Kris made it almost thirteen years with her new lung. Mary reports, “A note on the time Kris lived with her new lung: she truly was happy. She loved her time alone reading, online shopping, Facebook, playing video games, and getting an occasional social fix. She learned to live in the moment and not succumb to any “shoulds.” She listened to what she wanted.” Mary also said, “Kris donned her lawyer cap many times with her health insurance company, especially about prescriptions. She showed me that having a chronic condition practically requires full-time attention.”
Kris was also very proud of her new lung’s longevity (surviving ten years was considered great, so thirteen was exceptional). We would have “another year and I’m still here” parties and celebrations. Kris diligently ingested sixty or so meds daily,
endured injections to stave off organ rejection, and dodged several health bullets during those years.
Pre-Covid Kris, Darcy, Mark and I ate out together almost every month. July 2022 was the last time the four of us ate out together. We were supposed to have a joint birthday dinner (I’m a few days older than Kris) in mid-September. But Darcy called that morn and reported she had tested positive for Covid. She and Kris sequestered from one another and Kris was negative for five days. On day seven, Kris sent an email that she had tested positive for Covid. It seemed to be a mild case, she was in the hospital briefly, but returned home October 7. Then Kris experienced terrible pain and was readmitted to the hospital with pancreatitis and blood clots. Darcy sent periodic reports, and Kris was better on October 15. Suddenly Kris sharply declined, was in great pain, and finally was sent to hospice, where she died the next morning, October 19. Mary, who was travelling abroad, got to say “goodbye” via phone shortly before Kris died. Darcy was the only person allowed to be with Kris as she took her last breath.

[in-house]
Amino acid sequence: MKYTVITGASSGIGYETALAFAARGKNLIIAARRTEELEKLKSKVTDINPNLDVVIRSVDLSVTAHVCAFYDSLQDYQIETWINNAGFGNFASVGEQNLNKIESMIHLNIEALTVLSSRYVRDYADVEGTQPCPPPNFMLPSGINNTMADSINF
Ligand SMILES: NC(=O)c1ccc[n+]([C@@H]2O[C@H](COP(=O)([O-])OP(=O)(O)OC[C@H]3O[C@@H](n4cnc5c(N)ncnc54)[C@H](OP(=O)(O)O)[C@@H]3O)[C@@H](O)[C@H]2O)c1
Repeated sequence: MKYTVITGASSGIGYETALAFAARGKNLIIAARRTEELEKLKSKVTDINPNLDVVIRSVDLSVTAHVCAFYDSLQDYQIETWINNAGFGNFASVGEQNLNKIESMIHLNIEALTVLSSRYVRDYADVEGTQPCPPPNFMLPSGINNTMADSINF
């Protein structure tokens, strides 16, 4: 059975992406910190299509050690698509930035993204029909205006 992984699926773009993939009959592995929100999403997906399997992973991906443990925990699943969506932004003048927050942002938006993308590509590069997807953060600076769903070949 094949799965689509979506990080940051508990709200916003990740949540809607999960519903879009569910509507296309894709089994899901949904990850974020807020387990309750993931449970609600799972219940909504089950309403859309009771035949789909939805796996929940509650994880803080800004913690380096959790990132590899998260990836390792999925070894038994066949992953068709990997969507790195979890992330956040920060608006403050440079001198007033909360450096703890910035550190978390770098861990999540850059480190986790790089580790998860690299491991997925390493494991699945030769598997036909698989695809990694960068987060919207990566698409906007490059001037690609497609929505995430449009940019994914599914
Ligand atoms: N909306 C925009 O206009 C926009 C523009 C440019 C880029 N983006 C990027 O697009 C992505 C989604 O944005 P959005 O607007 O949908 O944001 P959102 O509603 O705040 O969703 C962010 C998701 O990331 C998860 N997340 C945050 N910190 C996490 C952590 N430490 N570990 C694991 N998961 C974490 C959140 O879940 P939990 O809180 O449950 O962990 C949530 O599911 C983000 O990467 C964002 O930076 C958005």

Kris’s friends, colleagues, and fans are heartbroken. Kris was loyal, cantankerous to those she loved most, smart, smartassed, fierce, funny, quirky, biting, opinionated, passionate, and introverted (one of her many T-shirts proclaimed, “Introverts Unite…Individually”). She knew how to push buttons and escalate conflicts, not necessarily an admirable trait, but she mostly spared me because she thought I wasn’t tough enough to handle her. She was a big fan of Hillary Clinton and so wanted to live to see a female president elected. She believed in social justice, equal rights, and progressive principles. She was passionate about the power of educating women of all ages worldwide and animal welfare issues. Kris was intensely interested in debate, religious beliefs, and reading. She loved to question and challenge her friends. She was wry and sarcastic, good-hearted and devoted to Darcy, myriad animals, and her friends and sister. She was stoic, enduring many physical challenges, some painful, without much complaint.
Kris’s obituary appears at the Direct Services website: https://www.directfuneralservicesabq.com/obituary/c-kristine-osnes Kris was cremated there and her ashes have gone to Minnesota with sister Mary for a Viking funeral on Lake Superior. Shhhh… Flaming arrows optional.
KrisE, wherever you are, I hope I did an okay job writing you.
Postscript: January 1, 2023. I finished reading a book called Ordinary Grace by William Kent Krueger. The last lines are profound and beautiful: “The dead are never far from us. They’re in our hearts and on our minds and in the end all that separates us from them is a single breath, one final puff of air.” This morning I read that to Darcy, the first person with whom I spoke this year after Mark and Autumn.